Expeditions: Rome — How Rhetorical Style Affects Dialogue and Approval
Rhetorical Style in Expeditions: Rome impacts dialogue options and recruit approval. Since the game has both strategy and RPG mechanics, you'll encounter moments where you must choose specific responses throughout the campaign. In some cases, you might earn respect. In others, you may earn the ire of others.
This Expeditions: Rome guide details the game's Rhetorical Styles, dialogue responses, character personalities, and the loyalty approval system.
Choosing Your Rhetorical Style in Expeditions: Rome
Your Rhetorical Style in Expeditions: Rome can be chosen once you begin the campaign. This is set in stone once you choose and begin the campaign, providing new dialogue options depending on what you picked initially.
Here are the three Rhetorical Style options you can choose from:
- Ethos: The use of power and authority.
- Logos: The use of logical arguments and sound reasoning.
- Pathos: The use of empathy and stirring emotions.
Oddly enough, these kinds of Rhetorical Style occurrences were few and far between. Here are a few notable examples:
- When you talk to Syneros and Geminus on the ship, all three options are available.
- Upon reaching the camp in Mytilene and obtaining a sidequest from Julius Caesar, you'll see the Ethos option when trying to convince Agrippa. Then, there's a Pathos option when you talk to Caesar to finish the task.
- When you arrive in the Troas Fishing Village, there's an NPC that sells an expensive bottle of wine for 2,000 denarii. You can use Logos to lower this to 1,300 denarii. This unlocks the Blood of Jupiter sidequest, which rewards a unique item.
- During the Whack The Mole quest, an Ethos reply lets you intimidate Cassius by talking about Bestia.
- When you reach the Court of Heaven in Act 2, a man named Aksil asks you to risk death and the afterlife. It's possible to choose a Logos response.
- Also in the Court of Heaven, Bestia will find his long-lost sister. The slave trader wants you to pay 8,000 denarii for her freedom. You can lower this to 2,000 denarii with Logos, but you could just fight the slaver and the other thugs.
Approval: Character Personalities and Dialogue Responses
What's more common, however, are the multitude of dialogue responses that are presented while interacting with people during quests or whenever random events trigger on the world map. Your dialogue responses here will cause your party members to react depending on their personalities.
Most characters have a combination of three personality traits that you can see in the stats tab of your party menu, and each one is diametrically opposed to another. Here's the gist of how they line up:
- Honest vs. Cunning: A straightforward approach or a deception?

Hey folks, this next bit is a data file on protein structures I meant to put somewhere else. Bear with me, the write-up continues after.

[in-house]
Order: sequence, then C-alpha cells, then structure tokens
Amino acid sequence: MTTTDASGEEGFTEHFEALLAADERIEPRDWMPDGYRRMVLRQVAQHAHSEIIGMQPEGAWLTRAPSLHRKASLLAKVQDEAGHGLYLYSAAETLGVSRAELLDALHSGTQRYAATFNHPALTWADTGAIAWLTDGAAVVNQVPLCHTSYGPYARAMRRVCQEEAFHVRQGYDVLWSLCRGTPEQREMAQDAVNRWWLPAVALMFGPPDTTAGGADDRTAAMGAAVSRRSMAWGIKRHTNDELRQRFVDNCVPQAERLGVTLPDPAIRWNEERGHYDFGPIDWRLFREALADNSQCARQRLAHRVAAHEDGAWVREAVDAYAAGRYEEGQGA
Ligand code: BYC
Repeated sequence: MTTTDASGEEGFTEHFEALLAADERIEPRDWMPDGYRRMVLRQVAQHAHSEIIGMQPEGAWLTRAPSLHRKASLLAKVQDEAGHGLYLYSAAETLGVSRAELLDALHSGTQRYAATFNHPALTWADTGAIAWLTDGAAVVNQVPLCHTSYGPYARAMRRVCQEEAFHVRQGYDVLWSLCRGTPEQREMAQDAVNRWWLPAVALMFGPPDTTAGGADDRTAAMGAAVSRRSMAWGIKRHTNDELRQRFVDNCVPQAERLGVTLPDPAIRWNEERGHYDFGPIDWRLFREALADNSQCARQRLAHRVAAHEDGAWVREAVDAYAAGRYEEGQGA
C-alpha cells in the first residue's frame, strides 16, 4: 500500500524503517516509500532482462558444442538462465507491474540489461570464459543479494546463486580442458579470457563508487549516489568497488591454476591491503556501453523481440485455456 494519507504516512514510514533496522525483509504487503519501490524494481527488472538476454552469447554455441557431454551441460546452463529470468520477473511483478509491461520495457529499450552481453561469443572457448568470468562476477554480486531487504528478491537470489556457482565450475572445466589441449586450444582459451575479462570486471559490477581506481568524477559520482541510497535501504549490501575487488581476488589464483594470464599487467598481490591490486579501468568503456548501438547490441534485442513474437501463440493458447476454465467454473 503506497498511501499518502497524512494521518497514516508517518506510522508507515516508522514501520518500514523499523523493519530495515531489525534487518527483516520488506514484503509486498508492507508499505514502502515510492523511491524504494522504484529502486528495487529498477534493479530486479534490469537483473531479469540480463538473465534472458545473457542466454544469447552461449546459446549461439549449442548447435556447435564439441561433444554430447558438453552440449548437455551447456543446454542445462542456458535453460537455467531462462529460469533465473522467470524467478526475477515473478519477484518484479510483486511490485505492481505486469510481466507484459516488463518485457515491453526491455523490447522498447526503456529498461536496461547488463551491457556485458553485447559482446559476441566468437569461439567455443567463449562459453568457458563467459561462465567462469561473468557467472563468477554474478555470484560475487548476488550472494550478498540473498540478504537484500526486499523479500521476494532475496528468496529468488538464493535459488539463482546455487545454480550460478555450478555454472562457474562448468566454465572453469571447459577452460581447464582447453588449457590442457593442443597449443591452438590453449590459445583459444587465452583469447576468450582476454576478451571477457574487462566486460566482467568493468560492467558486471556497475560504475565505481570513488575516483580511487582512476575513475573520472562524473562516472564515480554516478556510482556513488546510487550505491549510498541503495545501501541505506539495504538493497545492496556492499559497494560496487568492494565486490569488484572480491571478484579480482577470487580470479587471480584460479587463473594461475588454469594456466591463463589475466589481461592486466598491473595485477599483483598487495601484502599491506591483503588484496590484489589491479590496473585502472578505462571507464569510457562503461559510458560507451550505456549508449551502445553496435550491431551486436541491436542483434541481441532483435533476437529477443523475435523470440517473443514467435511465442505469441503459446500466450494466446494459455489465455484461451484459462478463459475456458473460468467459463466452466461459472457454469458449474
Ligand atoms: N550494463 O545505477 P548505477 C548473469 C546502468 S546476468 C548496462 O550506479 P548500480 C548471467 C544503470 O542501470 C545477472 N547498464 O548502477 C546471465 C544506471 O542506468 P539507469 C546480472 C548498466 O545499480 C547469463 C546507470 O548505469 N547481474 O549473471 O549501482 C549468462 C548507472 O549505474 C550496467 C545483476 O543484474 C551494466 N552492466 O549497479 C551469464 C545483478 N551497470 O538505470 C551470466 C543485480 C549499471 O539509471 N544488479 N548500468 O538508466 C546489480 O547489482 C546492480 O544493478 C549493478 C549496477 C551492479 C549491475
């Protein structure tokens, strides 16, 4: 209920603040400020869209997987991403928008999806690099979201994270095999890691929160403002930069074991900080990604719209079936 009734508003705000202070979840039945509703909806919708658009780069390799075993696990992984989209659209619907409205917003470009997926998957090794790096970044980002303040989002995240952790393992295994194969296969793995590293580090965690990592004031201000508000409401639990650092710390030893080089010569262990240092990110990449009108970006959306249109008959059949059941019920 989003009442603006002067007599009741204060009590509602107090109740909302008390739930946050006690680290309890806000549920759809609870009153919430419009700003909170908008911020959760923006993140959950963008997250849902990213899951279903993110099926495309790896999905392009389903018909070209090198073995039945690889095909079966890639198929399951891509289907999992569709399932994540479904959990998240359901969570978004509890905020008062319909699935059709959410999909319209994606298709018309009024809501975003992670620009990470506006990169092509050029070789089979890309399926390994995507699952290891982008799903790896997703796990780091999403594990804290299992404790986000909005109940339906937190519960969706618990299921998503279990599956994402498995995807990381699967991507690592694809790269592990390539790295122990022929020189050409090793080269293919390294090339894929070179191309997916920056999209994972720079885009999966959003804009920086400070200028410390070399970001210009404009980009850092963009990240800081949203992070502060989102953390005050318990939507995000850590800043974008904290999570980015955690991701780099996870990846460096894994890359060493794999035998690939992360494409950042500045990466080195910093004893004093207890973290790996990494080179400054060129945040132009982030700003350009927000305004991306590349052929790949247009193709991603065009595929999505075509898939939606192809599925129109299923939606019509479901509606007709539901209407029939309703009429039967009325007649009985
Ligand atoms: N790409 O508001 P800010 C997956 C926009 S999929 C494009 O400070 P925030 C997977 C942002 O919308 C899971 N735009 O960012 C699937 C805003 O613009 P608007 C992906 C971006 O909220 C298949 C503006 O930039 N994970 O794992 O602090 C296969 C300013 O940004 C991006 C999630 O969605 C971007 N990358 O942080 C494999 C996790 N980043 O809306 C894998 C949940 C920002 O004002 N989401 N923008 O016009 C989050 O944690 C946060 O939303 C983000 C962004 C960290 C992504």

- Stoic vs. Hedonistic: Become more reserved or indulge in pleasures?
- Skeptical vs. Superstitious: Be wary of the gods and other myths or believe in them and provide offerings?
- Conciliatory vs. Warmongering: Attempt to avoid confrontations or escalate conflicts?
- Humble vs. Arrogant: Accept your shortcomings or show your superiority?
- Generous vs. Greedy: Give resources to those in need or steal/ask for lots of goodies?
- Prideful: They want you to boast of their exploits.
- Sexist: They don't want you to treat the opposite gender as equal.
- Classist: They don't want you to acquiesce to the needs of other classes.
Because of those combinations, you're not always guaranteed to satisfy your party members. You can check your party menu to see the current loyalty and approval ratings in Expeditions: Rome.
Approval ratings have an effect on a character's morale in battles, as the system implies just how much they value your leadership. At high levels, party members will have improved morale in battles. At lower levels, they might get easily routed or frightened due to the decreased base morale.
Worse, there exists the possibility that characters could leave if their loyalty gets too low. You don't need to worry about the unique companions since they'll stay by your side. It's the generic recruits from the Barracks that you should be concerned with.
A way to keep these recruits around is by building the Bath in your Legion outpost. You can assign a character here and, over time, their approval rating will increase to a certain threshold. There are three tiers for this building chain, and the highest tier will prevent them from going below the Hesitant rating.
Knowing those Rhetorical Styles and how the approval system works for dialogue choices in Expeditions: Rome may not always affect how you interact with your companions, but it gives you a good idea of how to interact with your recruits. For more tips and tricks, consider heading over to our Expeditions: Rome guides hub.